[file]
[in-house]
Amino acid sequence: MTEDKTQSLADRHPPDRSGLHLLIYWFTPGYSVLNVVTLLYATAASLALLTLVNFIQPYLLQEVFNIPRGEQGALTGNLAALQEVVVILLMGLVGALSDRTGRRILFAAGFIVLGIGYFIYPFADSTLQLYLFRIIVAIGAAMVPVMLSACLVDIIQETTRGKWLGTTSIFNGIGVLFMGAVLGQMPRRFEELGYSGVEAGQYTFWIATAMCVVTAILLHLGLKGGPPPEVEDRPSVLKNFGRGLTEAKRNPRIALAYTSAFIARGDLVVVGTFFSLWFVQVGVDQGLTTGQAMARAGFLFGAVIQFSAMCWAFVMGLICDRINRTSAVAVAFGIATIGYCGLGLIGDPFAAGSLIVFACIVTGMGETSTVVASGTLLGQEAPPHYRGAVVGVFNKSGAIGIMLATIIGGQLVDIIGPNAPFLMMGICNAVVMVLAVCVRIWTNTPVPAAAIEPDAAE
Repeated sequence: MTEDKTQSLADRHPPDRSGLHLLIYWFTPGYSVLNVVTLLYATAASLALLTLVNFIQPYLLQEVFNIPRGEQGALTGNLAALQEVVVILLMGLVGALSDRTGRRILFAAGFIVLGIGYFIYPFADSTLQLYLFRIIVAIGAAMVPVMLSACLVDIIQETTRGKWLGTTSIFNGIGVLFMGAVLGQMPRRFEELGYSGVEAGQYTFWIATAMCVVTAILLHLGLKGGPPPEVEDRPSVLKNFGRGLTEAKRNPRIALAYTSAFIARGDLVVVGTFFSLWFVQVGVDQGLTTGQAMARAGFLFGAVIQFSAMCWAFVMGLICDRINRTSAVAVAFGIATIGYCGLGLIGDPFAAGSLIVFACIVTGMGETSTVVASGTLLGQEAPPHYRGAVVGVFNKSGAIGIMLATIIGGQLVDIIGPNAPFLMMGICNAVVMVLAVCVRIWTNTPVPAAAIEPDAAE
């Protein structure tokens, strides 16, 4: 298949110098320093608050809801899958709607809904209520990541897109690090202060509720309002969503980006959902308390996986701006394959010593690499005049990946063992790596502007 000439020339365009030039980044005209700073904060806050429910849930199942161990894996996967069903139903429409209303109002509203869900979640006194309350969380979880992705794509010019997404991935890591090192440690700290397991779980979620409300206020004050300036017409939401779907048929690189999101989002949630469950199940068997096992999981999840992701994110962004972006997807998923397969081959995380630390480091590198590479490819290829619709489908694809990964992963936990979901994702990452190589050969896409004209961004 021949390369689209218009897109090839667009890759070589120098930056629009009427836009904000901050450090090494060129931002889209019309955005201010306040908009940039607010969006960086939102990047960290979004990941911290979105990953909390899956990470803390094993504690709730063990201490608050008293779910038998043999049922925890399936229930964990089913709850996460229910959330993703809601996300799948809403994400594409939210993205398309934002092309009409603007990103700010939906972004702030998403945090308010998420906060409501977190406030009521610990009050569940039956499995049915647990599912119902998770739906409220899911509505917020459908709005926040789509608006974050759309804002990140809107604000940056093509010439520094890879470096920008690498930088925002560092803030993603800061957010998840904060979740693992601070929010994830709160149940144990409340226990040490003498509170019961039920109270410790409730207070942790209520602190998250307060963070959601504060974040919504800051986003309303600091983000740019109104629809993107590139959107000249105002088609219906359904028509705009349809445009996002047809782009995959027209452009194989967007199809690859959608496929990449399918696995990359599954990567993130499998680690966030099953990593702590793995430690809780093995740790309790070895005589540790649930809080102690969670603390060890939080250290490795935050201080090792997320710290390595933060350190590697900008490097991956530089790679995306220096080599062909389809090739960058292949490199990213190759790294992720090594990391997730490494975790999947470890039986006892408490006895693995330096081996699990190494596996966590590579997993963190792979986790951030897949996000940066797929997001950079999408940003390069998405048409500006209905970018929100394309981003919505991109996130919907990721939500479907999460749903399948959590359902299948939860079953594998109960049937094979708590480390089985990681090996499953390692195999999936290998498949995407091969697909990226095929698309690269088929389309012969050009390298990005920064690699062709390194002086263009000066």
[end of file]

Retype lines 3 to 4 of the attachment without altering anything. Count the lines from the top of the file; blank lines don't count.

Repeated sequence: MTEDKTQSLADRHPPDRSGLHLLIYWFTPGYSVLNVVTLLYATAASLALLTLVNFIQPYLLQEVFNIPRGEQGALTGNLAALQEVVVILLMGLVGALSDRTGRRILFAAGFIVLGIGYFIYPFADSTLQLYLFRIIVAIGAAMVPVMLSACLVDIIQETTRGKWLGTTSIFNGIGVLFMGAVLGQMPRRFEELGYSGVEAGQYTFWIATAMCVVTAILLHLGLKGGPPPEVEDRPSVLKNFGRGLTEAKRNPRIALAYTSAFIARGDLVVVGTFFSLWFVQVGVDQGLTTGQAMARAGFLFGAVIQFSAMCWAFVMGLICDRINRTSAVAVAFGIATIGYCGLGLIGDPFAAGSLIVFACIVTGMGETSTVVASGTLLGQEAPPHYRGAVVGVFNKSGAIGIMLATIIGGQLVDIIGPNAPFLMMGICNAVVMVLAVCVRIWTNTPVPAAAIEPDAAE
């Protein structure tokens, strides 16, 4: 298949110098320093608050809801899958709607809904209520990541897109690090202060509720309002969503980006959902308390996986701006394959010593690499005049990946063992790596502007 000439020339365009030039980044005209700073904060806050429910849930199942161990894996996967069903139903429409209303109002509203869900979640006194309350969380979880992705794509010019997404991935890591090192440690700290397991779980979620409300206020004050300036017409939401779907048929690189999101989002949630469950199940068997096992999981999840992701994110962004972006997807998923397969081959995380630390480091590198590479490819290829619709489908694809990964992963936990979901994702990452190589050969896409004209961004 021949390369689209218009897109090839667009890759070589120098930056629009009427836009904000901050450090090494060129931002889209019309955005201010306040908009940039607010969006960086939102990047960290979004990941911290979105990953909390899956990470803390094993504690709730063990201490608050008293779910038998043999049922925890399936229930964990089913709850996460229910959330993703809601996300799948809403994400594409939210993205398309934002092309009409603007990103700010939906972004702030998403945090308010998420906060409501977190406030009521610990009050569940039956499995049915647990599912119902998770739906409220899911509505917020459908709005926040789509608006974050759309804002990140809107604000940056093509010439520094890879470096920008690498930088925002560092803030993603800061957010998840904060979740693992601070929010994830709160149940144990409340226990040490003498509170019961039920109270410790409730207070942790209520602190998250307060963070959601504060974040919504800051986003309303600091983000740019109104629809993107590139959107000249105002088609219906359904028509705009349809445009996002047809782009995959027209452009194989967007199809690859959608496929990449399918696995990359599954990567993130499998680690966030099953990593702590793995430690809780093995740790309790070895005589540790649930809080102690969670603390060890939080250290490795935050201080090792997320710290390595933060350190590697900008490097991956530089790679995306220096080599062909389809090739960058292949490199990213190759790294992720090594990391997730490494975790999947470890039986006892408490006895693995330096081996699990190494596996966590590579997993963190792979986790951030897949996000940066797929997001950079999408940003390069998405048409500006209905970018929100394309981003919505991109996130919907990721939500479907999460749903399948959590359902299948939860079953594998109960049937094979708590480390089985990681090996499953390692195999999936290998498949995407091969697909990226095929698309690269088929389309012969050009390298990005920064690699062709390194002086263009000066």